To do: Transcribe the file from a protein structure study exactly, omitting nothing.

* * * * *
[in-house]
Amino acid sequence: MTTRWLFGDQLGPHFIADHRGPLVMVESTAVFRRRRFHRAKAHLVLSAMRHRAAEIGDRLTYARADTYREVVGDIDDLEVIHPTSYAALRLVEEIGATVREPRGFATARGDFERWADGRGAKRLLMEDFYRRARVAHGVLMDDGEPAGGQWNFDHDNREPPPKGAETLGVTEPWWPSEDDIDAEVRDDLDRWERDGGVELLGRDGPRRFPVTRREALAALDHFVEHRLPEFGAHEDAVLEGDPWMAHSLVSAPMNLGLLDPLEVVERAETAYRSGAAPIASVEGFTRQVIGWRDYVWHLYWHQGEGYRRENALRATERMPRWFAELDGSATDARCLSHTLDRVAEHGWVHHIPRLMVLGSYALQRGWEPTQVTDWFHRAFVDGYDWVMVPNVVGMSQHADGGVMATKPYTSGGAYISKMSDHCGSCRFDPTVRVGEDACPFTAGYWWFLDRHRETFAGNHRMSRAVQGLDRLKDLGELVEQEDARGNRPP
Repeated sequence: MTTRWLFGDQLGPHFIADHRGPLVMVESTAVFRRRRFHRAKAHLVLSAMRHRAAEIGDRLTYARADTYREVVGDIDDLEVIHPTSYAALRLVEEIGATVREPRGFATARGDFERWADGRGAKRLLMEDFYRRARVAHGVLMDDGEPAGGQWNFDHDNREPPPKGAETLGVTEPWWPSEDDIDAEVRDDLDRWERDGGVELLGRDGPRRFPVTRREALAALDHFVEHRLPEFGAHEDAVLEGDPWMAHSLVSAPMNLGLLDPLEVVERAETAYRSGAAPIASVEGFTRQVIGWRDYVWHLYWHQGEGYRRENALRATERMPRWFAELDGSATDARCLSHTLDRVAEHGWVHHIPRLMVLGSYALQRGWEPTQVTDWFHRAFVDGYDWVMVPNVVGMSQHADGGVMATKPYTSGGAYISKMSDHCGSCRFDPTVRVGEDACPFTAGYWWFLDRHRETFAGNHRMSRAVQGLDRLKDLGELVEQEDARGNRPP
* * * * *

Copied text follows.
[in-house]
Amino acid sequence: MTTRWLFGDQLGPHFIADHRGPLVMVESTAVFRRRRFHRAKAHLVLSAMRHRAAEIGDRLTYARADTYREVVGDIDDLEVIHPTSYAALRLVEEIGATVREPRGFATARGDFERWADGRGAKRLLMEDFYRRARVAHGVLMDDGEPAGGQWNFDHDNREPPPKGAETLGVTEPWWPSEDDIDAEVRDDLDRWERDGGVELLGRDGPRRFPVTRREALAALDHFVEHRLPEFGAHEDAVLEGDPWMAHSLVSAPMNLGLLDPLEVVERAETAYRSGAAPIASVEGFTRQVIGWRDYVWHLYWHQGEGYRRENALRATERMPRWFAELDGSATDARCLSHTLDRVAEHGWVHHIPRLMVLGSYALQRGWEPTQVTDWFHRAFVDGYDWVMVPNVVGMSQHADGGVMATKPYTSGGAYISKMSDHCGSCRFDPTVRVGEDACPFTAGYWWFLDRHRETFAGNHRMSRAVQGLDRLKDLGELVEQEDARGNRPP
Repeated sequence: MTTRWLFGDQLGPHFIADHRGPLVMVESTAVFRRRRFHRAKAHLVLSAMRHRAAEIGDRLTYARADTYREVVGDIDDLEVIHPTSYAALRLVEEIGATVREPRGFATARGDFERWADGRGAKRLLMEDFYRRARVAHGVLMDDGEPAGGQWNFDHDNREPPPKGAETLGVTEPWWPSEDDIDAEVRDDLDRWERDGGVELLGRDGPRRFPVTRREALAALDHFVEHRLPEFGAHEDAVLEGDPWMAHSLVSAPMNLGLLDPLEVVERAETAYRSGAAPIASVEGFTRQVIGWRDYVWHLYWHQGEGYRRENALRATERMPRWFAELDGSATDARCLSHTLDRVAEHGWVHHIPRLMVLGSYALQRGWEPTQVTDWFHRAFVDGYDWVMVPNVVGMSQHADGGVMATKPYTSGGAYISKMSDHCGSCRFDPTVRVGEDACPFTAGYWWFLDRHRETFAGNHRMSRAVQGLDRLKDLGELVEQEDARGNRPP